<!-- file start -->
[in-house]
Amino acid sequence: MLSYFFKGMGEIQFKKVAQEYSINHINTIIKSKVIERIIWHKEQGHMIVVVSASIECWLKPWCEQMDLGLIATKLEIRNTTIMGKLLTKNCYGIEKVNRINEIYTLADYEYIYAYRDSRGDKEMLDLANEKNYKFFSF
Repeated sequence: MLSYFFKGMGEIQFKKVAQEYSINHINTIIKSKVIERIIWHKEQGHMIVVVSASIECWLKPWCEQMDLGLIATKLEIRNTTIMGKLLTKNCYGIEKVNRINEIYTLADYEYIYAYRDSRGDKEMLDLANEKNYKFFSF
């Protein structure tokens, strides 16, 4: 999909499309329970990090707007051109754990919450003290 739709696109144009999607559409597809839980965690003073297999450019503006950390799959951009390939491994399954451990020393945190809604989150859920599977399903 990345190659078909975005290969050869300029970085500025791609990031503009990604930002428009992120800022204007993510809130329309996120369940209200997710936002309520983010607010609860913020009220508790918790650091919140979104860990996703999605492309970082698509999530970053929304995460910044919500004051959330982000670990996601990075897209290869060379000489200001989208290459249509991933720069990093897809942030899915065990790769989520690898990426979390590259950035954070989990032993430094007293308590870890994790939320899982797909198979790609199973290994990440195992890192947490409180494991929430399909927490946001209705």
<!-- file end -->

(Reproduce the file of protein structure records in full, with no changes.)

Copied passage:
[in-house]
Amino acid sequence: MLSYFFKGMGEIQFKKVAQEYSINHINTIIKSKVIERIIWHKEQGHMIVVVSASIECWLKPWCEQMDLGLIATKLEIRNTTIMGKLLTKNCYGIEKVNRINEIYTLADYEYIYAYRDSRGDKEMLDLANEKNYKFFSF
Repeated sequence: MLSYFFKGMGEIQFKKVAQEYSINHINTIIKSKVIERIIWHKEQGHMIVVVSASIECWLKPWCEQMDLGLIATKLEIRNTTIMGKLLTKNCYGIEKVNRINEIYTLADYEYIYAYRDSRGDKEMLDLANEKNYKFFSF
């Protein structure tokens, strides 16, 4: 999909499309329970990090707007051109754990919450003290 739709696109144009999607559409597809839980965690003073297999450019503006950390799959951009390939491994399954451990020393945190809604989150859920599977399903 990345190659078909975005290969050869300029970085500025791609990031503009990604930002428009992120800022204007993510809130329309996120369940209200997710936002309520983010607010609860913020009220508790918790650091919140979104860990996703999605492309970082698509999530970053929304995460910044919500004051959330982000670990996601990075897209290869060379000489200001989208290459249509991933720069990093897809942030899915065990790769989520690898990426979390590259950035954070989990032993430094007293308590870890994790939320899982797909198979790609199973290994990440195992890192947490409180494991929430399909927490946001209705």